Guess who’s back, back again. Fat Macy’s back, tell a friend. No, really. Tell everyone about it. Fat Macy's supper club came back into our lives and this time around they had their Middle Eastern Feast on at the cute as a button Luminary Bakery in Stoke Newington, with a menu inspired by Ottolenghi and the #CookForSyria campaign.
Getting shouted at by a burly prison guard with a buzz cut and an offensively loud American accent isn't usually the way one wishes to begin one's night. Nevertheless, as I clamber into a very large (cheers guys) orange jumpsuit, the guard shoves a bottle of Conkers Gin wrapped in a thin towel (no fluffy Egyptian cotton here lads), into my now somewhat clammy hands. Whispering hastily at me to not get caught by the warden I'm ushered off in single file into the depths of Alcotraz.
If you haven’t heard the news yet, the world’s first black bookshop is back. Yes, after months of campaigning for funding and volunteers, New Beacon Books has reopened after threat of closure with a brand new refurb to boot. Established in 1966 by John La Rose and Sarah White, New Beacon Books is the UKs longest running independent bookshop specialising in African-Caribbean literature, cards and artwork.
London cocktail week is upon us. To be honest I can think of nothing worse than strapping on a wristband, carrying around a guidebook and queuing up for something that just needs to be brought to my sorry, tired old lips immediately. Apparently this year however, Drink Up London have released an app that eliminates all of the above nonsense. Get your ticket, download the app and get enjoying your £6 cocktails all week long. Just remember to flash your digital pass to the bartender first.
Garage and psych rock fans rejoice - The Psychotic Monks are stopping off in Camden tonight as part of their European tour. Roughly translated from French (GCSE stylee merci very much), the psych rockers describe themselves as “noise, fury, music impregnated .. with life impulses” finding a balance between “neurotic madness and contemplative melancholy”.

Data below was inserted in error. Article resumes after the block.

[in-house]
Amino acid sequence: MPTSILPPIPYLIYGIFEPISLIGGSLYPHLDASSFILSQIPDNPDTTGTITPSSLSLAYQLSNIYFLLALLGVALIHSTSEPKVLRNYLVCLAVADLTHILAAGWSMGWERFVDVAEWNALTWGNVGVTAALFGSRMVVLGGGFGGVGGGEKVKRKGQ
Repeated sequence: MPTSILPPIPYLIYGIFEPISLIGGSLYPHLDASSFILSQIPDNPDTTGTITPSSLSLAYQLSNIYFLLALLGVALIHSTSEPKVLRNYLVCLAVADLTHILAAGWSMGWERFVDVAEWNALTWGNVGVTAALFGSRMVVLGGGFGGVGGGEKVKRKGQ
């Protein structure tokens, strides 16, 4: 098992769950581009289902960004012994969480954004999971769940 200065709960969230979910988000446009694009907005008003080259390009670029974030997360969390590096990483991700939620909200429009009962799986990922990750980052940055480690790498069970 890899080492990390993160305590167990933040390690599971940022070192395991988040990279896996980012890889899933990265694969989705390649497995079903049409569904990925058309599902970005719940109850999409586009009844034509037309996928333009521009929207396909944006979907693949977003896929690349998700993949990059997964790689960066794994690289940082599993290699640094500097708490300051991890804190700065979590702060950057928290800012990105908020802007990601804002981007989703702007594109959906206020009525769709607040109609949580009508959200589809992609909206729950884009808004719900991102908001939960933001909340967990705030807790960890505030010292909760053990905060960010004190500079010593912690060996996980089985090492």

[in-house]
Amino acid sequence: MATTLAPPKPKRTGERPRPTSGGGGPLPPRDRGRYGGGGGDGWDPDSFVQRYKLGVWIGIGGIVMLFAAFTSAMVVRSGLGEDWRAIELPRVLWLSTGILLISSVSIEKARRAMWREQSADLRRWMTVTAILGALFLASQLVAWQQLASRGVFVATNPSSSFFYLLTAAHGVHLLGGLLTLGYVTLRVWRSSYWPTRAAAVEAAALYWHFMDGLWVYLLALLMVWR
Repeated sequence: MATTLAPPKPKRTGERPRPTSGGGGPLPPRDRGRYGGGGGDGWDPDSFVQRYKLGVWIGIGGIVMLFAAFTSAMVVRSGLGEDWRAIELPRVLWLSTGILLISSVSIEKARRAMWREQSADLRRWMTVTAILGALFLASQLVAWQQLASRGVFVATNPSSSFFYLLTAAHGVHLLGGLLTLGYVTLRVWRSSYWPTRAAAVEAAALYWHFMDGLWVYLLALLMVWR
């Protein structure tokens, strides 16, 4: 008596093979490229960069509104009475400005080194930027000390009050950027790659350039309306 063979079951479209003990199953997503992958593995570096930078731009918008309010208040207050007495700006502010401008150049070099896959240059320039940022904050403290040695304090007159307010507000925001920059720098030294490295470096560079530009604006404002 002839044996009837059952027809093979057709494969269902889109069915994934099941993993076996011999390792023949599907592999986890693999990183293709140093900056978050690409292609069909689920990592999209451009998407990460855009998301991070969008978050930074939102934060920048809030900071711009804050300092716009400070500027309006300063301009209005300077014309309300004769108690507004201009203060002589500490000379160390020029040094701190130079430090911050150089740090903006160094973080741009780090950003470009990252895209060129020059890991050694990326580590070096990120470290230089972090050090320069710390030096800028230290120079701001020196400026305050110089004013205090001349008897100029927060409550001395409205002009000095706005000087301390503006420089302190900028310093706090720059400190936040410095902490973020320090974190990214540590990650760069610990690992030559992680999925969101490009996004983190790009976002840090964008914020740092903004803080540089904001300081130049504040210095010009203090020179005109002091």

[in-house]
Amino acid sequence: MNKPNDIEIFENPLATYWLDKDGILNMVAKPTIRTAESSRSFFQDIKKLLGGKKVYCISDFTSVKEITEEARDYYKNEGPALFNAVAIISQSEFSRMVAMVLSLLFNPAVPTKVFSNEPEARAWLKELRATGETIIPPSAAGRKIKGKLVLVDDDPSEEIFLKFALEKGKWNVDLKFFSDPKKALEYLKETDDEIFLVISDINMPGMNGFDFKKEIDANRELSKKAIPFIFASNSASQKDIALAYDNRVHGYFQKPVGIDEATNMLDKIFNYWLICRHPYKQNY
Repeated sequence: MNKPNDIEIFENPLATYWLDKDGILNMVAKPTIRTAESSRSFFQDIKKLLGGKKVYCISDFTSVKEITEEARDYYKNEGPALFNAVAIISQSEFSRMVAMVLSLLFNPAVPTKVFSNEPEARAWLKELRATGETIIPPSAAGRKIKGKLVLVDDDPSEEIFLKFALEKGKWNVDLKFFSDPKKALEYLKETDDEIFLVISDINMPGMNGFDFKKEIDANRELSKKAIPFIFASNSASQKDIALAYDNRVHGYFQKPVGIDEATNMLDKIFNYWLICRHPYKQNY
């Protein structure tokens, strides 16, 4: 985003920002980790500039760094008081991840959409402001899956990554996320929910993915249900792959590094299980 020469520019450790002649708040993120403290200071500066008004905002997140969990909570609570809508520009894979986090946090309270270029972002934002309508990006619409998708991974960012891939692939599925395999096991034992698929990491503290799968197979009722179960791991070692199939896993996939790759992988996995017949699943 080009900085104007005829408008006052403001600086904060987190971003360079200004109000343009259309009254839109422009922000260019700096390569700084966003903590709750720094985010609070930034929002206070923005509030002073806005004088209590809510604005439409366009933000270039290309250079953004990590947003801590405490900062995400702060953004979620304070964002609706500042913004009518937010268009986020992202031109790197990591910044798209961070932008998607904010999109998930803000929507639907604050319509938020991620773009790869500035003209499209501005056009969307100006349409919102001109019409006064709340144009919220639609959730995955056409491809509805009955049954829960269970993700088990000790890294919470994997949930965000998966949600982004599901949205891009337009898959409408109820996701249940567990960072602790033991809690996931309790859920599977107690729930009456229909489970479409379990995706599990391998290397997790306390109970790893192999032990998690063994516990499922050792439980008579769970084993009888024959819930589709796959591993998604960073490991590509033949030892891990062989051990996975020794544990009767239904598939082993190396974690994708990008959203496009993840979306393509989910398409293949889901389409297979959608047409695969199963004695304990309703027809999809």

A bubble tea place in Finsbury Park? That also does a bangin’ teriyaki chicken rice box? Uh, hell yeah. This little gem quietly opened up last March on Wells Terrace. Y’know the spot where folks bumble off the most crowded bus in the entirety of London and damn near break a hip scampering for the tube round the corner? Yeah, that little pocket of Finsbury Park.
According to a recent Provident Personal Credit survey Londoners still remain at the bottom of the friendliness scale scoring just 6.44 out of 10. Begging the question, how could anyone be possibly proud to be a Londoner? A city where its inhabitants revel in their ability to remain as cynical and isolated from the outside world as possible. A shallow group of people who are far more interested in Instagramming their brunch then saving money to buy houses or giving back to the community.
A series of talks taking place this November shines a necessary light on mental illness in boys and young men. Speakers will gather at Finsbury Park’s Arts and Media School to raise awareness and help advise on a variety of topics including substance misuse, eating disorders and suicide.
Staying in a hotel one mile from where you actually live feels strange enough, but doing it on your own is even stranger. These photos are a visual record of me wandering the lonely corridors of a new boutique hotel between the hours of 10-12pm. I would describe the decor as handmade but not cheap, minimal but not clinical. It has the feeling that money has been spent on the things that matter.
The rumours are true: a cheese festival exists and it’s coming to North London. This Sunday. Be there or be … cheese-less I suppose. But you’ve gouda get there early: If you’re as keen as brie and one of the first fifty fromage fondlers to show, you’re in the running for a free bottle of Black Cow’s pure milk vodka. Traders will be setting up stalls along Islington’s Chapel Market: from the Raclette Brothers and Mac to the Future to La Fromagerie and The Cheese Truck.
Dream Talk. It’s like Dream Phone, but not at all. Artist Emma Alonze and musician Andy Becker have joined forces to collaborate on a (possibly prophetic) new sound art project. Londoners are invited to take a moment out of their daily commute, routine or journey and immerse themselves in a narrated collection of dreams. Taking three years worth of forty winks, Alonze has gathered and narrated a chosen few to be set to an ambient soundtrack by Becker.
Holy smoke, her nipples are on fire! Somebody pass the woman an extinguisher. Wait, why is she climbing into that giant margarita glass - does she not know it's highly flammable? She's going to need to be doused with a sizable portion of aloe vera gel at this rate, the poor lamb.